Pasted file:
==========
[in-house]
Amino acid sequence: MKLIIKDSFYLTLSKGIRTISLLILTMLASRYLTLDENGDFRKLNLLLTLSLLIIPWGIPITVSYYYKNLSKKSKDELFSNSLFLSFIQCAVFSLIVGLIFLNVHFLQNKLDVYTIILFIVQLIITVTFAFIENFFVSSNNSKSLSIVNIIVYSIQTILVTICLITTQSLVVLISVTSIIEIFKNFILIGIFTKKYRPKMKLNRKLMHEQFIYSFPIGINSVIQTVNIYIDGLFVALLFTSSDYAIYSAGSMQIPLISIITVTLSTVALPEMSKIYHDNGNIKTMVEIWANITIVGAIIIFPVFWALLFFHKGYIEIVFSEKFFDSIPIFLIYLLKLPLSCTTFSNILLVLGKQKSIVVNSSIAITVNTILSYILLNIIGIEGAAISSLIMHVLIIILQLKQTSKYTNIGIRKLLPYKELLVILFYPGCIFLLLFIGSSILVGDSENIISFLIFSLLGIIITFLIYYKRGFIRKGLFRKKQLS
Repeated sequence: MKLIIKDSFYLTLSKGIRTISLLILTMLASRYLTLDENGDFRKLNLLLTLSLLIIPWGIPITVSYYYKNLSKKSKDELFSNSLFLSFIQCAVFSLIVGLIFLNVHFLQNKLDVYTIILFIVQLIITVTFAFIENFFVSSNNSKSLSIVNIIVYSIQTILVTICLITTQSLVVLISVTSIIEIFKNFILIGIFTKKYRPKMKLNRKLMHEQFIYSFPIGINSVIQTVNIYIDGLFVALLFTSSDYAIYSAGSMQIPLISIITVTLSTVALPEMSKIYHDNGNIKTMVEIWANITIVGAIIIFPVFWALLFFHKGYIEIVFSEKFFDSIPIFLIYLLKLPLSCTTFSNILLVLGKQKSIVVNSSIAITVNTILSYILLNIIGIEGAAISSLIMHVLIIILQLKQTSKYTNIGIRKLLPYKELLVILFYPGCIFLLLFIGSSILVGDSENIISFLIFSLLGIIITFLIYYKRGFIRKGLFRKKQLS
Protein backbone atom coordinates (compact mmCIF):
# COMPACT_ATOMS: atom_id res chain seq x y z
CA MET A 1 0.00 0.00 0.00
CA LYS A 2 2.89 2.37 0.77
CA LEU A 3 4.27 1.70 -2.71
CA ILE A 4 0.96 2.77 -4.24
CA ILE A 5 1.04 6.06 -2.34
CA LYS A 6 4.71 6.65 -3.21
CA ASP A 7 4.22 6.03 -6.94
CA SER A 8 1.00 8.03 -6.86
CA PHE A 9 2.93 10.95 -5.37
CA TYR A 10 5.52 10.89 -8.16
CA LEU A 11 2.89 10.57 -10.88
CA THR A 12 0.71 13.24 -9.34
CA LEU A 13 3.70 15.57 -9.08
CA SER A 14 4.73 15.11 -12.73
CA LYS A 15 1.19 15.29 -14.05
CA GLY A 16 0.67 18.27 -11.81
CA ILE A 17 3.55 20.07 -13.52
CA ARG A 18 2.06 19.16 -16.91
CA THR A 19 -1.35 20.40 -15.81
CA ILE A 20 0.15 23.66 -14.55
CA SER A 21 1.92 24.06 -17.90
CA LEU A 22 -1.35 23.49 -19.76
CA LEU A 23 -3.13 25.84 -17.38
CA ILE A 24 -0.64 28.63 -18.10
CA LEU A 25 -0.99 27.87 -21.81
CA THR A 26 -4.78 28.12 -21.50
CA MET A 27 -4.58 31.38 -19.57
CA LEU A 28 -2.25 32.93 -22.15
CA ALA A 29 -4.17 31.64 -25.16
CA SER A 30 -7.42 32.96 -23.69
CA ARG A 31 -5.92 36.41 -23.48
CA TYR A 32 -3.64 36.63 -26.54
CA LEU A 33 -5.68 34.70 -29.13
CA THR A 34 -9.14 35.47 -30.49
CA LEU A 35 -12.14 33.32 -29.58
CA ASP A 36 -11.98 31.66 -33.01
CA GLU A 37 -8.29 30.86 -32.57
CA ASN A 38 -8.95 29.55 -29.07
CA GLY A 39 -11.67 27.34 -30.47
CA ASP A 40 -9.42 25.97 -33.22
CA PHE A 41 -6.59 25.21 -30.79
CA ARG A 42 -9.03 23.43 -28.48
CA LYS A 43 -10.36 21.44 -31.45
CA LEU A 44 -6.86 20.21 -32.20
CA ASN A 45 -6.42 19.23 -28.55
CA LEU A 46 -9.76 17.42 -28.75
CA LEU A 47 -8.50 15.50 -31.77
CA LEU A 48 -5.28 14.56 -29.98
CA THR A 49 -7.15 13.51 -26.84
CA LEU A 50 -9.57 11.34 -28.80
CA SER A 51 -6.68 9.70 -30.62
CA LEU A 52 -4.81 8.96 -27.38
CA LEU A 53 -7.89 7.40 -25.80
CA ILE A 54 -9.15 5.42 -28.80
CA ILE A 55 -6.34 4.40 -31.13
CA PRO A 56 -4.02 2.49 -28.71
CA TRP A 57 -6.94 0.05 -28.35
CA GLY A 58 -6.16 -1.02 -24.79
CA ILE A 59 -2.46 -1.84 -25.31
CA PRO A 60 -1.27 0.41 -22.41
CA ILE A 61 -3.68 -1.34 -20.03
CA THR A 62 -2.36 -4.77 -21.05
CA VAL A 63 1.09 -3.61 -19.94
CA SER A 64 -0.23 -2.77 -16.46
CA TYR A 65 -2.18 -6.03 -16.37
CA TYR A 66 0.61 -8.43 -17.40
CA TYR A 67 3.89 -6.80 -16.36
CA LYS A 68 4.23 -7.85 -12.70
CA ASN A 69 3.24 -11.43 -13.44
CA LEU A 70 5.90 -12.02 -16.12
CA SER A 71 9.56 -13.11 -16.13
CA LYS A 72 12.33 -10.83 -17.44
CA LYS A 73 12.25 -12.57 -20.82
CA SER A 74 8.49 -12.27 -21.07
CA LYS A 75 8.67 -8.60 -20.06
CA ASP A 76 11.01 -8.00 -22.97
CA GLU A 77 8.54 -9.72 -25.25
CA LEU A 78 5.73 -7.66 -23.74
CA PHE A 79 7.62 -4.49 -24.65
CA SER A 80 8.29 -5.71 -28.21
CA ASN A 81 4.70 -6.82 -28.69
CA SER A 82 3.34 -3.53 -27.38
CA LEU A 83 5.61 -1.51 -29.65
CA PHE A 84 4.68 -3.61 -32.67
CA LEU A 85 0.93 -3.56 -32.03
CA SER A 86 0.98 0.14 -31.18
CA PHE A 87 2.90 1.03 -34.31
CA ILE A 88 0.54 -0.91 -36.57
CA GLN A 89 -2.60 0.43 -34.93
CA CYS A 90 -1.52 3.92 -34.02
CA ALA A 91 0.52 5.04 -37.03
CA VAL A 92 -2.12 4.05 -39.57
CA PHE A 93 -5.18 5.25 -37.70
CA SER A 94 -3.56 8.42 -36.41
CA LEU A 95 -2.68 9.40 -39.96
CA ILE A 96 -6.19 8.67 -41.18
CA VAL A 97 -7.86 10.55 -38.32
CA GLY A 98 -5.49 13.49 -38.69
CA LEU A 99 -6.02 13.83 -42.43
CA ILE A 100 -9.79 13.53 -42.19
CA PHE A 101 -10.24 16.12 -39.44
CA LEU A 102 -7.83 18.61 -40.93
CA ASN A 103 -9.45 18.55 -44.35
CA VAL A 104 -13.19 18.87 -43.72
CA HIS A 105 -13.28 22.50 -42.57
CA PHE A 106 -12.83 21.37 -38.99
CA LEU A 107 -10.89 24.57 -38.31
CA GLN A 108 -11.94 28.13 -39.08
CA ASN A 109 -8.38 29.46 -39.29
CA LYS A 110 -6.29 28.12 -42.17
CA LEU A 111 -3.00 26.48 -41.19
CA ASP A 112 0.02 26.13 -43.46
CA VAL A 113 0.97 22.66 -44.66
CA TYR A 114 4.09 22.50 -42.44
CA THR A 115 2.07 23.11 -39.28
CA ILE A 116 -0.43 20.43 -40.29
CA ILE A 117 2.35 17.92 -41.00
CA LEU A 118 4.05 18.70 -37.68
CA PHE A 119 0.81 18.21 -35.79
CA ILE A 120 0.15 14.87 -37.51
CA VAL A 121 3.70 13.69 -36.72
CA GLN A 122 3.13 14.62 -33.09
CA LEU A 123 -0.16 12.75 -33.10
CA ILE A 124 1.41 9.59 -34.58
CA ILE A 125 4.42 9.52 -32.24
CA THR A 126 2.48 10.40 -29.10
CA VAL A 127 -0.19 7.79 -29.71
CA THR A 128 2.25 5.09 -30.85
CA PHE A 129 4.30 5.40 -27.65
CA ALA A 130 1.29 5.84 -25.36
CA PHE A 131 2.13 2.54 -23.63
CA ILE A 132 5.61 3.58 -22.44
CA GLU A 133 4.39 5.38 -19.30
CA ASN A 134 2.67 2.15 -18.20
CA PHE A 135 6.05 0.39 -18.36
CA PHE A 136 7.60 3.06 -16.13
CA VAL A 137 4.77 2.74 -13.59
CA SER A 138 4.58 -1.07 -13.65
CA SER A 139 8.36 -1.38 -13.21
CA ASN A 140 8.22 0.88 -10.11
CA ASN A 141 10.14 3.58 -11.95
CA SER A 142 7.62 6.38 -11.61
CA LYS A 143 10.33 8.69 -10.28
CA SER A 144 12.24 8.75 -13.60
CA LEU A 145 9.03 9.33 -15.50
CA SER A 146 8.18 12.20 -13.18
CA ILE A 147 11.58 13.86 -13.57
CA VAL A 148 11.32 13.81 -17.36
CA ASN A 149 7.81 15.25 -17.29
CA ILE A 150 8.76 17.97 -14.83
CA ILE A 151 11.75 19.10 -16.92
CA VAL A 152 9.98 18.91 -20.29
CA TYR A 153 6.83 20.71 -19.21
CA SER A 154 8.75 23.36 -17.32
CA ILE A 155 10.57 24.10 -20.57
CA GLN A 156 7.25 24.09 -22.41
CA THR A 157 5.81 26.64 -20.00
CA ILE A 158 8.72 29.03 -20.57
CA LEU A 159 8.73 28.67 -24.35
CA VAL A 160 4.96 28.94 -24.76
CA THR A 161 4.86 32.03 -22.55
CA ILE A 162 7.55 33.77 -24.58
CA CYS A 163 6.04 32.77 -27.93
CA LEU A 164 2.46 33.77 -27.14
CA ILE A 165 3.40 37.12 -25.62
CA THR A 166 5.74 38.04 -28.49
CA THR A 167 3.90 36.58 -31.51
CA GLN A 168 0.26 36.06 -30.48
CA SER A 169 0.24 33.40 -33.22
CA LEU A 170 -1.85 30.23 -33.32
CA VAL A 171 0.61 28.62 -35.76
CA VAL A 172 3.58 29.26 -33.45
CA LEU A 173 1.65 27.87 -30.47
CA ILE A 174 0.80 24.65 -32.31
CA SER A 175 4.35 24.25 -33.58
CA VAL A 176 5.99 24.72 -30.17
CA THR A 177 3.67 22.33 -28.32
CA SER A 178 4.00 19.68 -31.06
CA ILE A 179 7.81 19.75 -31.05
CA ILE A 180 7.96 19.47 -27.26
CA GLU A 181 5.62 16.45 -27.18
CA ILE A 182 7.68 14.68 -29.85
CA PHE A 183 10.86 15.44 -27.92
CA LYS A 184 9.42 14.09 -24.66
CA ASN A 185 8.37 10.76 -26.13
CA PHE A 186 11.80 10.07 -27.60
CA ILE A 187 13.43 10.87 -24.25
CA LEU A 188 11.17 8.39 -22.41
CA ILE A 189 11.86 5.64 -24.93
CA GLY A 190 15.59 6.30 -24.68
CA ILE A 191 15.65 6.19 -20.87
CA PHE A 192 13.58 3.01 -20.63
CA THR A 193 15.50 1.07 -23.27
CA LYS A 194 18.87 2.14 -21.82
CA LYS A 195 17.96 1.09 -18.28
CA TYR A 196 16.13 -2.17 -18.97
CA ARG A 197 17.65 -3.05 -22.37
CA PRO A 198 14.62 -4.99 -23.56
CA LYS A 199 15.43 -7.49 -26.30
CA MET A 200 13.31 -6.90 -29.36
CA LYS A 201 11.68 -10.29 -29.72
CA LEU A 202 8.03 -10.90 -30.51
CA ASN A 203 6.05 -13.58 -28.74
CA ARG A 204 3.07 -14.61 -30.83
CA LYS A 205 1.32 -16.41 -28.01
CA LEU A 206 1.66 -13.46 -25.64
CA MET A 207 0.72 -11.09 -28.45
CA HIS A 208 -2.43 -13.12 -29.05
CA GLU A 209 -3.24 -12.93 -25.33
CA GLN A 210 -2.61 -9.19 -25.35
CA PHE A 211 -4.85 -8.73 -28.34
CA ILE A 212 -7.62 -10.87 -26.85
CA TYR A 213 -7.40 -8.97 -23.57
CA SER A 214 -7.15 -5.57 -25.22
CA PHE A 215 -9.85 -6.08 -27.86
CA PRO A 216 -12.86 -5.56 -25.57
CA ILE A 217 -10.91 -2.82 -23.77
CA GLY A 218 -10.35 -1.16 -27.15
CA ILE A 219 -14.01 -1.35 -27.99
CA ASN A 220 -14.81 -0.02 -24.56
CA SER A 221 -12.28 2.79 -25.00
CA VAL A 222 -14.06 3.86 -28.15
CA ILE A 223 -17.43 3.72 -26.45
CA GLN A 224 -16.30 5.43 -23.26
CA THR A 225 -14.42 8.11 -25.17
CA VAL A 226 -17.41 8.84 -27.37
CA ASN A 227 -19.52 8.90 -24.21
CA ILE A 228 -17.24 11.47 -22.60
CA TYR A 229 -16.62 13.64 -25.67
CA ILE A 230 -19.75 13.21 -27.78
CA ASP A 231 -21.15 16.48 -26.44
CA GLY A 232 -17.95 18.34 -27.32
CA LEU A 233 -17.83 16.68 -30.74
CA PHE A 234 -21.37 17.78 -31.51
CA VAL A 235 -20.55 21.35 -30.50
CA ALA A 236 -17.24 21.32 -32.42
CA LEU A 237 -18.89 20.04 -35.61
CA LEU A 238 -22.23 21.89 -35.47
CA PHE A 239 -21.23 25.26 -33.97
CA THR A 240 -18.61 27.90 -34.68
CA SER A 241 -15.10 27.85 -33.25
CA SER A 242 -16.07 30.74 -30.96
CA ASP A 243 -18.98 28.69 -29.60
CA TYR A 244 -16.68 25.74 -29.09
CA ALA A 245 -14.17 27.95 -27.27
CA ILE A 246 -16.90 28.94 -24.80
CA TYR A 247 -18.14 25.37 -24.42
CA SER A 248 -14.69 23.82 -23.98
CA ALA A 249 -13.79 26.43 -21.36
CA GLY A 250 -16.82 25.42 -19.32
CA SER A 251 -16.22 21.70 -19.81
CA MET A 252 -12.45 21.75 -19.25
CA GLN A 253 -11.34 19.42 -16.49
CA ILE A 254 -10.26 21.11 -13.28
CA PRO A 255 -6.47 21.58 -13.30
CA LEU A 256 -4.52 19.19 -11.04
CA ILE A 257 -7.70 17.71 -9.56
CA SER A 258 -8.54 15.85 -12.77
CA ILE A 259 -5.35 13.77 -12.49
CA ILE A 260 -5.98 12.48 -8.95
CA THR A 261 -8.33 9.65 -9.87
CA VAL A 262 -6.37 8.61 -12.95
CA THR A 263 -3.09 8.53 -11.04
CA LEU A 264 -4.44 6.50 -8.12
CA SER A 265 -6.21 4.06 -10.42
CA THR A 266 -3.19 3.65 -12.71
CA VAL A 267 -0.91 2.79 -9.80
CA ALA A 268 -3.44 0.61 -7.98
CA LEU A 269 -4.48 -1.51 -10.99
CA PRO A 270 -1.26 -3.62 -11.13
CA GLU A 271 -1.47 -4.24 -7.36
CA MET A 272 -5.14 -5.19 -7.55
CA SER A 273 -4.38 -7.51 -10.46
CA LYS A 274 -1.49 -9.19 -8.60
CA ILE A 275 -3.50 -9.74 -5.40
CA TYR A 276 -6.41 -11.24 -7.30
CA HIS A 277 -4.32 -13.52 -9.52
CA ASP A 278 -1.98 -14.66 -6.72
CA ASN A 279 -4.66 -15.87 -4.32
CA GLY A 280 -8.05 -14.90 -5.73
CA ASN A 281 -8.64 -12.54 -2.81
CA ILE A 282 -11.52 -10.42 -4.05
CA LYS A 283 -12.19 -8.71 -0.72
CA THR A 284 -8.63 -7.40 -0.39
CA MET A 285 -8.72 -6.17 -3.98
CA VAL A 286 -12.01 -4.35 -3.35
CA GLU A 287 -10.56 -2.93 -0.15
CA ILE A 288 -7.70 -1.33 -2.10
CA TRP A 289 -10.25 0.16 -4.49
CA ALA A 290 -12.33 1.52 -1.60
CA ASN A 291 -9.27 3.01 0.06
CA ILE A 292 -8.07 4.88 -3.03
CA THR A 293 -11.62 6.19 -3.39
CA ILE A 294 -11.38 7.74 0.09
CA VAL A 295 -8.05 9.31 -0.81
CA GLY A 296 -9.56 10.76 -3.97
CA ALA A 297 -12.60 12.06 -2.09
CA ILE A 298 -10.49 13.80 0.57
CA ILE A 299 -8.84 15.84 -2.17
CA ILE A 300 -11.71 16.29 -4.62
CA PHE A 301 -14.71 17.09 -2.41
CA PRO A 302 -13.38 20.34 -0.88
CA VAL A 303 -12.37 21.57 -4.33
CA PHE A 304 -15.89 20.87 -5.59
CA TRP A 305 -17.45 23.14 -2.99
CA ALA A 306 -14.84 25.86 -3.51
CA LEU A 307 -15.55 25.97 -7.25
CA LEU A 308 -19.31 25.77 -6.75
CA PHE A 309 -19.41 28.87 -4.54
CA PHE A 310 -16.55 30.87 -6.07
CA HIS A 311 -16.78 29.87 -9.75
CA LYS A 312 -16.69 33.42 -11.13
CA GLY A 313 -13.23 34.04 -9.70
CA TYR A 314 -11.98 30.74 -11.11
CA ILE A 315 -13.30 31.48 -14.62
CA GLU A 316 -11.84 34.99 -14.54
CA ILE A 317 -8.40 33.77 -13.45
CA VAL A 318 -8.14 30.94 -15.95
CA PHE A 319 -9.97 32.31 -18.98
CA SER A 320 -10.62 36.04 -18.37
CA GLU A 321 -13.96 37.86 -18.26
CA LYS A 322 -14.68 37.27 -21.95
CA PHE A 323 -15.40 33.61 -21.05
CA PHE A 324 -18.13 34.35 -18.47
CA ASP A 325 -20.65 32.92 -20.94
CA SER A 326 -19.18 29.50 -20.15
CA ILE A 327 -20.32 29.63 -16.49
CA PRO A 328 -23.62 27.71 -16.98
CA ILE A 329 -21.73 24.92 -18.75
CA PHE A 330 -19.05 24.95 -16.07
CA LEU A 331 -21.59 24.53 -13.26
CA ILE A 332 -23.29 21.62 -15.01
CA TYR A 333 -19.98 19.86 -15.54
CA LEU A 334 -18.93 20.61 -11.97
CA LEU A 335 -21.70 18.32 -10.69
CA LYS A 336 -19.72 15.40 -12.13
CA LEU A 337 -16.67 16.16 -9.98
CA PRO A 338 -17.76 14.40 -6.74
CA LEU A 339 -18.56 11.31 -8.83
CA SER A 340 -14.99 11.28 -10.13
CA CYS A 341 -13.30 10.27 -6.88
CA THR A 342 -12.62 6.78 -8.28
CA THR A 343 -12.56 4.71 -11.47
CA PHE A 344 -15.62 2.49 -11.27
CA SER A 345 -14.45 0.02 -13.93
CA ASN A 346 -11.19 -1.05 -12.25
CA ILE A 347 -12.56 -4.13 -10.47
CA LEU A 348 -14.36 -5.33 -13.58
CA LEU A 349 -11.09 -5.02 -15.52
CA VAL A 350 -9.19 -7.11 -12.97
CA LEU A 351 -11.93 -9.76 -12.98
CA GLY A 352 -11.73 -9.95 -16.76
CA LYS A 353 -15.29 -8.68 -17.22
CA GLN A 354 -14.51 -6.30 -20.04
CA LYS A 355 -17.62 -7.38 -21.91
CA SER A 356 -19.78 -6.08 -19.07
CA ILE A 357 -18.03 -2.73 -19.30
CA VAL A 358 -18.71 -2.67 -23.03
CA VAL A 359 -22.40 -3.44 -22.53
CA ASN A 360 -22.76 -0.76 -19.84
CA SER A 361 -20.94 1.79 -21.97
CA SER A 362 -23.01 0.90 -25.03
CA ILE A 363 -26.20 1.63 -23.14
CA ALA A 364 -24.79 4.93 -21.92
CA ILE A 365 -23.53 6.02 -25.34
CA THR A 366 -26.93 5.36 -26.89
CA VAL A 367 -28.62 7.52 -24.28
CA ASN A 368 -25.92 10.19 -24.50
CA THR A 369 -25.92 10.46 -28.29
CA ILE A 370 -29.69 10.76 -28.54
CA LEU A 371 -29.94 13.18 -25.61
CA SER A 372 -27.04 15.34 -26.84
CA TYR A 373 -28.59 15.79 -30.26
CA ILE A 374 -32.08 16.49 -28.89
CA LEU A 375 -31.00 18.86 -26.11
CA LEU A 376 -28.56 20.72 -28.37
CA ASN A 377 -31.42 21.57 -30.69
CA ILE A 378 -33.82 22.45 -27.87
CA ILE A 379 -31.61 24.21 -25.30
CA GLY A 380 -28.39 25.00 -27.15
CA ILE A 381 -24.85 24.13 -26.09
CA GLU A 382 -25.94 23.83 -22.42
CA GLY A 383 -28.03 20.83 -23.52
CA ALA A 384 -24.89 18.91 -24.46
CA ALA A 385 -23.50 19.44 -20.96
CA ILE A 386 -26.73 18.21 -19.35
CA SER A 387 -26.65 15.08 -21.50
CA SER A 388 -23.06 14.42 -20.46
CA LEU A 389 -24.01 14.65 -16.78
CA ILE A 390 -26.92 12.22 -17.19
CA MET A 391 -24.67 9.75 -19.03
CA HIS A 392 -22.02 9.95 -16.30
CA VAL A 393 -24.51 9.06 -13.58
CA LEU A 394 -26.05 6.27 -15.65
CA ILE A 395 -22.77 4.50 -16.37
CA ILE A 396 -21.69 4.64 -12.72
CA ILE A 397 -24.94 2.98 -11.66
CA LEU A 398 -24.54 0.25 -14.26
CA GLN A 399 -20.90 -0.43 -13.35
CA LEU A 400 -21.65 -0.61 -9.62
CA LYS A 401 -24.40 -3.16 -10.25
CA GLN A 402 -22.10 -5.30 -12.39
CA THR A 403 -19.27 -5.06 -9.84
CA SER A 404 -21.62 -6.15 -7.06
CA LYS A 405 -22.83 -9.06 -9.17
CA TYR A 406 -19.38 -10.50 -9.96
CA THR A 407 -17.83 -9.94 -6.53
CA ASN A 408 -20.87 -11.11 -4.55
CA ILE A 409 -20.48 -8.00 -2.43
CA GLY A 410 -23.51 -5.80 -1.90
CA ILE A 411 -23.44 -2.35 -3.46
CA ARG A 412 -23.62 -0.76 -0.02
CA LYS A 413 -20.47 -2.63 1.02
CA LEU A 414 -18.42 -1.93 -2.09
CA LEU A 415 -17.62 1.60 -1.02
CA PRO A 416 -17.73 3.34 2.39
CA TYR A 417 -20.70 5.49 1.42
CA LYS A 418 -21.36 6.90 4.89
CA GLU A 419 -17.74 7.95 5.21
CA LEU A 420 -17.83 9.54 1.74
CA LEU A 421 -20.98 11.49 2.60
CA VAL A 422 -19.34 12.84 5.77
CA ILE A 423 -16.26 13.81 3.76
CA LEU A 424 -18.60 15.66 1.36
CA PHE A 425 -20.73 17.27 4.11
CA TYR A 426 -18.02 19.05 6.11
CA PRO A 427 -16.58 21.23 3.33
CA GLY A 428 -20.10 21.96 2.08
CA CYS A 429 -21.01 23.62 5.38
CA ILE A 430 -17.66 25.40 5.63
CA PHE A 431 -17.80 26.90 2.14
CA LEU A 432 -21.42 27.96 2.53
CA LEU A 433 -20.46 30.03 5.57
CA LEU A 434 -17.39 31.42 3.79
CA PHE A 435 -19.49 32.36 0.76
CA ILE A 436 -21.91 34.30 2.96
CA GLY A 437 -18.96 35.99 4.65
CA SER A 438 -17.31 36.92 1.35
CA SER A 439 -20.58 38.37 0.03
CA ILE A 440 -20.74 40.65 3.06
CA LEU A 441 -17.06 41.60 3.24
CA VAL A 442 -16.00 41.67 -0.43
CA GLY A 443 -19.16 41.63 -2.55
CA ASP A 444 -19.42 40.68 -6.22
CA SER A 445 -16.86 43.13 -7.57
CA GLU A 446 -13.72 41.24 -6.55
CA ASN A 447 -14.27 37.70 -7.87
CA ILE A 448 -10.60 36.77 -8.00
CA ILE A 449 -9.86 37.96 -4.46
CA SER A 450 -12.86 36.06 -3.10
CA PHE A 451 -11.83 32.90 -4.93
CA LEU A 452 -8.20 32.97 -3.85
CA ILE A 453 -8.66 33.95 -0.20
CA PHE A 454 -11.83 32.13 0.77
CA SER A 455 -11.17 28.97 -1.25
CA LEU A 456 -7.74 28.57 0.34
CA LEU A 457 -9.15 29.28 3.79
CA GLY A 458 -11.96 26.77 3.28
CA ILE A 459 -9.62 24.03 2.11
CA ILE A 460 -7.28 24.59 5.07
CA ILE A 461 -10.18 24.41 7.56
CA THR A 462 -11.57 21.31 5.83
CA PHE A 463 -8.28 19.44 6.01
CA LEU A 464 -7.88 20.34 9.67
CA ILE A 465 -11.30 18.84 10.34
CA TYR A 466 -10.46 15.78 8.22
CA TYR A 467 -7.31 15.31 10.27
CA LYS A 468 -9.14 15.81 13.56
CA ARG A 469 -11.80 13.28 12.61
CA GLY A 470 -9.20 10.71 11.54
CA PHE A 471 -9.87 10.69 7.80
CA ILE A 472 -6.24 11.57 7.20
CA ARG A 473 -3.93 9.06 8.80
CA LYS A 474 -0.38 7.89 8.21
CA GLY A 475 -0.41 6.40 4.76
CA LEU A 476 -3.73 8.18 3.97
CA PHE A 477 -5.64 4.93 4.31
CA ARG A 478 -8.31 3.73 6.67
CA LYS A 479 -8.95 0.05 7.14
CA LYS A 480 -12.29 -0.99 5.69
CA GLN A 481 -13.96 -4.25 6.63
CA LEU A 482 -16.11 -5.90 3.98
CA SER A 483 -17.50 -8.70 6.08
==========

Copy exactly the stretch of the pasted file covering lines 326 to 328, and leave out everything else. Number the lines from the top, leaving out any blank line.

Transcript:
CA GLU A 321 -13.96 37.86 -18.26
CA LYS A 322 -14.68 37.27 -21.95
CA PHE A 323 -15.40 33.61 -21.05